It shows me strait aweigh.

As soon as a mist ache is maid
I nose bee fore two late
And eye can put the error rite
Its rarely, rarely grate.

I’ve run this poem threw it
I’m shore your pleased two no,
Its letter perfect in it’s weigh
My chequer tolled me sew.

-anon

I discovered this while going through my latest editing course readings today, and I thought it was worth sharing.  It really is so important to NOT rely solely on your spellchecker.  He’s a sneaky bastard with a cruel agenda to make you look like a thickheaded illiterate on crack.  Why risk leaving your intellectual capacity in the hands of something that doesn’t even have EYES?  I can assure you your brain is far more intelligent than his (despite his claims otherwise).  So for goodness sakes people, use and abuse that spell checking scoundrel where you must, but proofread, proofread, proofread!

~storytelling nomad~

Book that changed your life

30 Day Book Challenge – Day 10

To be honest, no single book has changed my life.

Books (pl.) on the other hand, yes they have changed my life entirely.

~

From my early days reading Roald Dahl and The Famous Five, to my present day addictions to Robin Hobb, J.K. Rowling and Tolkien.  From those that have scared me, bored me, reminded me, moved me – books have granted me inspiration, escapism, magic, language, pleasure, entertainment, love, expression, adventure, community, relaxation, creativity and most importantly, knowledge.

Without books I would be without a primary source of learning, a source that encourages me to discover, to improve, to embrace, to empower and to inspire.

~

Without books I would not be me.

~storytelling nomad~

30 Day Book Challenge – Day 8

Book that scares you

The Lord of the Rings - The Fellowship of the Ring by J R R Tolkien

This is one of my favourite books ever, direct from the gifted mastery of J.R.R. Tolkein.  Certain suspenseful scenes, however, would often leave me no choice but to put the book down during the night and wait until the light of day to continue reading.

The scenes I refer to are those of the Black Riders, the Ringwraiths…the Nazgûl, and they terrified me with their screeching in the night, the sounds of them sniffing out their prey, and their hooded cloaks hiding the grotesque faces that lay beneath.  I have also since had the pleasure of watching the Peter Jackson film adaptations, which in my opinion, quite aptly represent the Nazgûl’s literary counterparts, but which left me with further sensory images of these frightening figures.  *shudder*

Here are some of the scary scenes from my 1993 Harper Collins edition of LOTR:

“Round the corner came a black horse, no hobbit-pony but a full-sized horse; and on it sat a large man, who seemed to crouch in the saddle, wrapped in a great black cloak and hood, so that only his boots in the high stirrups showed below; his face was shadowed and invisible.

When it reached the tree and was level with Frodo the horse stopped. The riding figure sat quite still with its head bowed, as if listening. From inside the hood came a noise as of someone sniffing to catch an elusive scent; the head turned from side to side of the road.”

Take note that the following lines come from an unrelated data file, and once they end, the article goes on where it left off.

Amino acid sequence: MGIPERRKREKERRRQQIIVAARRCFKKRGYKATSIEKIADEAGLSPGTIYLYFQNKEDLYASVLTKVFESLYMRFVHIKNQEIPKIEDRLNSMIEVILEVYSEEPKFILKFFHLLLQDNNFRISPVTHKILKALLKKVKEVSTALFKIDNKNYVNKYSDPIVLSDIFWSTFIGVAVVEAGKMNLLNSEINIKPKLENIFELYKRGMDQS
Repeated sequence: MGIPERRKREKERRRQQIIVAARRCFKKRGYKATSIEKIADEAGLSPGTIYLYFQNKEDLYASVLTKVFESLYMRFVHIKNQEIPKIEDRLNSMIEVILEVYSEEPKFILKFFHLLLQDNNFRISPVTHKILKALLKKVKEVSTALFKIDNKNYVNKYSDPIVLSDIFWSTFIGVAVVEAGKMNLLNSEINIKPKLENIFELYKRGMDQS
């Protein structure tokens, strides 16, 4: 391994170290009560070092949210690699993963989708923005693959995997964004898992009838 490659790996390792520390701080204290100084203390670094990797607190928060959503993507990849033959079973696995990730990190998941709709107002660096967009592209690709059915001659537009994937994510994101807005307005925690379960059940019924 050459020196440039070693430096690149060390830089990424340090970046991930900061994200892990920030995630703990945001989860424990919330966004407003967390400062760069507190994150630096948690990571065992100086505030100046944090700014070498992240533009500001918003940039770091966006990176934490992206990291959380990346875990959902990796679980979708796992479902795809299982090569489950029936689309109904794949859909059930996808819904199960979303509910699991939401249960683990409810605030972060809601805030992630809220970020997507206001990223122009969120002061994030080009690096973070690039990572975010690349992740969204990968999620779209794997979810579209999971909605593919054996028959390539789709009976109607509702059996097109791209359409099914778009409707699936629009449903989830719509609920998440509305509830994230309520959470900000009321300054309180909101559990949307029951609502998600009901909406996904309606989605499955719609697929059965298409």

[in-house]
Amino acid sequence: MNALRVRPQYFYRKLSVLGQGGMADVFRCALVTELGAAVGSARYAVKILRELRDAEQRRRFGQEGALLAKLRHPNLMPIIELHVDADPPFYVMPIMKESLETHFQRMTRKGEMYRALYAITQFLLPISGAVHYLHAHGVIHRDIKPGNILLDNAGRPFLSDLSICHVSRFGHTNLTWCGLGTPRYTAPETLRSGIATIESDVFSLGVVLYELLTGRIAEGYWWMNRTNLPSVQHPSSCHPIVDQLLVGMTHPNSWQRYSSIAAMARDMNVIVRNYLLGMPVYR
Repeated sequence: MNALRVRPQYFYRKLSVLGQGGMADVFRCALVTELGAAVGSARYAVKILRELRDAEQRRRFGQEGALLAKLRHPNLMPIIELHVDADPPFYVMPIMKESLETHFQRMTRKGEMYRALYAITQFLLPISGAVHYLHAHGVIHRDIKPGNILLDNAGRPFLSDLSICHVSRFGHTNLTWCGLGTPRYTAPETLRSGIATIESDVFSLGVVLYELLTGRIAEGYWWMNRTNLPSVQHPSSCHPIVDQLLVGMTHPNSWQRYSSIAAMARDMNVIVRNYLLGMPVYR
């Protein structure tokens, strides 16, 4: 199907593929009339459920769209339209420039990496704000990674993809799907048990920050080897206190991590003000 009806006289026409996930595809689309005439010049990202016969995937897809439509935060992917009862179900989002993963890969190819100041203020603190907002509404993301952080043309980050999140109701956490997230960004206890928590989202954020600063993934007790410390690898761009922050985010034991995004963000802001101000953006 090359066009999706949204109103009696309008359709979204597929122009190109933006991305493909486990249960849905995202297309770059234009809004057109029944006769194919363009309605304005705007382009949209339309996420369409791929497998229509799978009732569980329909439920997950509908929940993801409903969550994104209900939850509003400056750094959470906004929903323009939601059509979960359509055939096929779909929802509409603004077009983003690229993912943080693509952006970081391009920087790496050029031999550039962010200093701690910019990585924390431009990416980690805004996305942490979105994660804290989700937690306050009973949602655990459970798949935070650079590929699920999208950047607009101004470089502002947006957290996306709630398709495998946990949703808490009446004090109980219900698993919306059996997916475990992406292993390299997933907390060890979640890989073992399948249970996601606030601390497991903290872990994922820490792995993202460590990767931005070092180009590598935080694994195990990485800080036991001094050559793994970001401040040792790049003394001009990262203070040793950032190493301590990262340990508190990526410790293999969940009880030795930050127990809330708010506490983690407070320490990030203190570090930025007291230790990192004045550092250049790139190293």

Fellowship of the Ring, p.108-109

“On the far stage, under the distant lamps, they could just make out a figure: it looked like a dark black bundle left behind. But as they looked it seemed to move and sway this way and that, as if searching the ground. It then crawled, or went crouching, back into the gloom beyond the lamps.”

Fellowship of the Ring, p.140

Creeeepppyyyyyy!  And yet, it is a testament to Tolkien that I would read these books over and over again, because typically I shy away from scary movies, thrillers and anything remotely suspenseful.

~storytelling nomad~

30 Day Book Challenge – Day 7

Book that you can quote/recite

Pride and Prejudice by Jane Austen

I can’t recite the whole thing, but I do like to randomly drop quotes into casual conversation.  Also, I attribute remembering so much of this book to the BBC series adaptation, which I have watched a kazillion times, and is simply amazing.

Here are some of the best bits:

It is a truth universally acknowledged, that a single man in possession of a good fortune, must be in want of a wife.

She is tolerable; but not handsome enough to tempt me.”

You expect me to account for opinions which you choose to call mine, but which I have never acknowledged.

“My feelings in every respect forbid it. Can I speak plainer? Do not consider me now as an elegant female, intending to plague you, but as a rational creature, speaking the truth from her heart.”

“An unhappy alternative is before you, Elizabeth. From this day you must be a stranger to one of your parents. Your mother will never see you again if you do not marry Mr. Collins, and I will never see you again if you do.”

“Here are officers enough in Meryton to disappoint all the young ladies in the country.”

“You ought to know, that I am not to be trifled with. But however insincere YOU may choose to be, you shall not find ME so.”

“You expect me to account for opinions which you choose to call mine, but which I have never acknowledged.“

“In vain have I struggled,it will not do. My feelings will not be repressed. You must allow me to tell you how ardently I admire and love you.”

“From the very beginning— from the first moment, I may almost say— of my acquaintance with you, your manners, impressing me with the fullest belief of your arrogance, your conceit, and your selfish disdain of the feelings of others, were such as to form the groundwork of disapprobation on which succeeding events have built so immovable a dislike; and I had not known you a month before I felt that you were the last man in the world whom I could ever be prevailed on to marry.”

~storytelling nomad~